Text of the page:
How to Poach an Egg

Overcome your egg-poaching fears! I’m making this tutorial to show you how extremely easy it is to poach an egg. But if you really want to gain confidence in your egg poaching abilities grab a few dozen eggs and have a poaching party! After your first few you’ll find it’s suddenly not scary anymore and that you (yes you!) are in charge of that egg. Now throw a pot of water on the stove and get to it, the eggs won’t poach themselves.

What You’ll Need:

  • Shallow Saute Pan
  • Slotted Spoon
  • Paper Towel-Lined Plate
  • Shell Bowl
  • Pitcher of water
  • White Vinegar (Optional)
  • Eggs!

Video:

Directions:

  1. Place your pan on medium-high heat and fill almost to the top with water.
  2. Add the vinegar, if using, and when the water reaches a simmer turn the heat down ever so slightly and you’re ready to poach!
  3. Gently crack an egg into the poaching water. Crack it close to the surface (You may also crack the egg into a small bowl and slide it in if you’d rather).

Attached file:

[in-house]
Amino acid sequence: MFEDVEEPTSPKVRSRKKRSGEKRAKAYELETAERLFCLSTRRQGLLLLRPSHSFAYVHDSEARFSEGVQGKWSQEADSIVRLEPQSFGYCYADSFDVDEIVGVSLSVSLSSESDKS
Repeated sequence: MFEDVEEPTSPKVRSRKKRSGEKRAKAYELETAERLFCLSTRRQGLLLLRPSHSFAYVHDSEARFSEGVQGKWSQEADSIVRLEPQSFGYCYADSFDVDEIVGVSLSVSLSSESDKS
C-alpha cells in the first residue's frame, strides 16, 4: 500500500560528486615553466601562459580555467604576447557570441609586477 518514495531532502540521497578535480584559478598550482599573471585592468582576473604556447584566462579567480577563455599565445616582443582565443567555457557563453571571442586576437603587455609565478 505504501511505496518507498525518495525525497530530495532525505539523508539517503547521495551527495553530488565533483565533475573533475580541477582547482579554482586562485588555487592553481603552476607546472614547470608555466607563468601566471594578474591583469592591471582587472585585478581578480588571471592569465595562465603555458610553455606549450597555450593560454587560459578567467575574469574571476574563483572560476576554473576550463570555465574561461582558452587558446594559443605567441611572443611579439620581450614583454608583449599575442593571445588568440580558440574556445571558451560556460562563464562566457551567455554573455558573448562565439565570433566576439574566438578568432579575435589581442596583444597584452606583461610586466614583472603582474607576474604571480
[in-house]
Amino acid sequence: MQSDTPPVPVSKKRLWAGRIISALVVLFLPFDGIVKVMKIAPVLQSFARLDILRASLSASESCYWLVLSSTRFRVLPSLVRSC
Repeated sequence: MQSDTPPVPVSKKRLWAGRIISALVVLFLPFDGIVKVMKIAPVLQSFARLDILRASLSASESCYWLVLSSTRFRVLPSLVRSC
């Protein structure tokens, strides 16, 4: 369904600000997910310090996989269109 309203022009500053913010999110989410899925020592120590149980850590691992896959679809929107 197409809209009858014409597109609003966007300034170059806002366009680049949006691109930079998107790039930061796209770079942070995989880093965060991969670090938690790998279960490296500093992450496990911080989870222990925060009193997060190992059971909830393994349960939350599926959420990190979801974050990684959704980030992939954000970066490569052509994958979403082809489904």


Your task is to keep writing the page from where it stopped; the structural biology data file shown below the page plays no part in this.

4. Allow to poach for 4-6 minutes. If your water begins to boil turn down the heat. If the water becomes too cool turn the heat up.
  5. When the whites are no longer translucent scoop the egg up with the spoon and gently shake it to see if the whites jiggle. I like to poke the whites with my finger to check as well but be careful, it’s hot!
  6. When the whites are no longer jiggly pull the egg out and rest it on the paper towels.
  7. Tada! You poached an egg you badass.

Savannah Says...


  1. What does the vinegar do?

    1. Pucker up!

      Vinegar helps bind the protein in the egg whites, giving you a prettier looking egg! You can certainly poach eggs without the vinegar though.

    1. Help! My egg is stuck to the bottom of the pan.

      1. Everybody panic!

        JK, it’s fine. The first few eggs typically do like to hang out on the bottom. You can gently scoop them off with the spoon and if you accidentally break it no biggie! Toss it and poach another.

      1. Sometimes my yolk cooks hard before the whites are done.

        1. I thought you said you liked it hard?

          This typically happens when the yolk scoots to the edge of the whites and as a result, cooks more quickly. There’s not a lot you can do except dub that egg “over-medium” and carry on. You can certainly poach them over-medium or “over-hard” on purpose for friends that aren’t a fan of runny yolks.

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